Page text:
Congress Expected to Extend Moratorium on Medicare Sequestration Cuts Through End of 2021; Claims on Hold Begins April 1

March 30, 2021

UPDATE: On Tuesday, April 13, 2021, the House passed the Senate bill to extend the moratorium on the 2% Medicare sequestration cuts through the end of the calendar year. President Biden is expected to sign the bill into law. CMS will resume processing claims shortly thereafter.

Both chambers of the United States Congress recently passed separate bills to extend the temporary moratorium on the 2% sequestration cut to Medicare reimbursement. The moratorium is currently set to expire on March 31, 2021, and both bills would extend the moratorium until December 31, 2021. However, since the House and Senate legislation differ, further action is needed before the extension becomes law.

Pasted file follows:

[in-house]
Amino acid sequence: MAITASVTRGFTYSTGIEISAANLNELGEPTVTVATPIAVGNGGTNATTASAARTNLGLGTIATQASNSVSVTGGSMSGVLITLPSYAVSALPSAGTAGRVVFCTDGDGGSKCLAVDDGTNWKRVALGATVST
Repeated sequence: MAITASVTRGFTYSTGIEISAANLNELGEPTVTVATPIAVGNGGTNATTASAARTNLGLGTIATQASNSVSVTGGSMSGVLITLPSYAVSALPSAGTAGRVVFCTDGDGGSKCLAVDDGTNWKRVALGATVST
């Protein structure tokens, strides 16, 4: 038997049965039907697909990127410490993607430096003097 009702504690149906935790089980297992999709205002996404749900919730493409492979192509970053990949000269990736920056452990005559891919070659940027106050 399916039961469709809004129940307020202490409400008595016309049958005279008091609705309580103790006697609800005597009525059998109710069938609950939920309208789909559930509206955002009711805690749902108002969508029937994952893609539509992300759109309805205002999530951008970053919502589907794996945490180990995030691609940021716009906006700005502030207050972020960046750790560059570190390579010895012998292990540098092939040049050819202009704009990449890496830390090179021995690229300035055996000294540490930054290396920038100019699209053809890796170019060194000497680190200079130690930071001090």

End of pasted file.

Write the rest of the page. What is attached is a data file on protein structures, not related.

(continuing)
In addition to extending the delay of the Medicare sequestration cut, the bill that passed the House would also waive a 4% cut to Medicare payments, along with larger cuts to mandatory programs across the board, scheduled to take effect in 2022. These future cuts were triggered when the American Rescue Plan was signed into law. Under the 2010 Pay-As-You-Go law (PAYGO), spending increases that add to the deficit, such as the COVID-19 relief package, trigger automatic cuts the following calendar year.

While the Senate bill would also extend the delay for the more immediate Medicare sequestration cuts through the end of 2021, it does not address the PAYGO cuts that could slash Medicare reimbursement in 2022.

The House is expected to pass the Senate bill when it returns from spring recess around April 13, and the Centers for Medicare & Medicaid Services (CMS) has instructed Medicare Administrative Contractors (MACs) to hold all claims with dates of service on or after April 1, 2021, for a “short period.” The Association for Clinical Oncology (ASCO) will closely monitor this situation and continue to advocate for extended relief from the 2% Medicare cuts in 2021 and the 4% Medicare cuts in 2022.

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